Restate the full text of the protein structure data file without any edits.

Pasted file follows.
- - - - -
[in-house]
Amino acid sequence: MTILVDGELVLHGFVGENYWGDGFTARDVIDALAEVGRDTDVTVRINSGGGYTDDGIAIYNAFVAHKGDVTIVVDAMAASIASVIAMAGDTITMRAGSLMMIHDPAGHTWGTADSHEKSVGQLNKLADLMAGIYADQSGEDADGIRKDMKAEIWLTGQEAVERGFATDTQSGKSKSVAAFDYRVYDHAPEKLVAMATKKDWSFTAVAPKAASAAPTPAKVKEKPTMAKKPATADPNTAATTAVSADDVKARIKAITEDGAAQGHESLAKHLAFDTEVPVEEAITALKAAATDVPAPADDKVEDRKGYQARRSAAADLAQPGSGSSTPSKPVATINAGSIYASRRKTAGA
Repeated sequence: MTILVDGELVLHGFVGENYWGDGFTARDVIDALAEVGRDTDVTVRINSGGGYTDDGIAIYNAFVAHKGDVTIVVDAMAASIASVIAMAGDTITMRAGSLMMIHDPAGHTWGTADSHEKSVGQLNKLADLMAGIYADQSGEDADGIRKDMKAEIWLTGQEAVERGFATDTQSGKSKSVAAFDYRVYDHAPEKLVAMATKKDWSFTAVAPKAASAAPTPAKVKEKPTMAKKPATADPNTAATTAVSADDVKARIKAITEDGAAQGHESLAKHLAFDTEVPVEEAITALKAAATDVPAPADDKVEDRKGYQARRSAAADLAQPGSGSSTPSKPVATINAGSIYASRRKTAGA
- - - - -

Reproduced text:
[in-house]
Amino acid sequence: MTILVDGELVLHGFVGENYWGDGFTARDVIDALAEVGRDTDVTVRINSGGGYTDDGIAIYNAFVAHKGDVTIVVDAMAASIASVIAMAGDTITMRAGSLMMIHDPAGHTWGTADSHEKSVGQLNKLADLMAGIYADQSGEDADGIRKDMKAEIWLTGQEAVERGFATDTQSGKSKSVAAFDYRVYDHAPEKLVAMATKKDWSFTAVAPKAASAAPTPAKVKEKPTMAKKPATADPNTAATTAVSADDVKARIKAITEDGAAQGHESLAKHLAFDTEVPVEEAITALKAAATDVPAPADDKVEDRKGYQARRSAAADLAQPGSGSSTPSKPVATINAGSIYASRRKTAGA
Repeated sequence: MTILVDGELVLHGFVGENYWGDGFTARDVIDALAEVGRDTDVTVRINSGGGYTDDGIAIYNAFVAHKGDVTIVVDAMAASIASVIAMAGDTITMRAGSLMMIHDPAGHTWGTADSHEKSVGQLNKLADLMAGIYADQSGEDADGIRKDMKAEIWLTGQEAVERGFATDTQSGKSKSVAAFDYRVYDHAPEKLVAMATKKDWSFTAVAPKAASAAPTPAKVKEKPTMAKKPATADPNTAATTAVSADDVKARIKAITEDGAAQGHESLAKHLAFDTEVPVEEAITALKAAATDVPAPADDKVEDRKGYQARRSAAADLAQPGSGSSTPSKPVATINAGSIYASRRKTAGA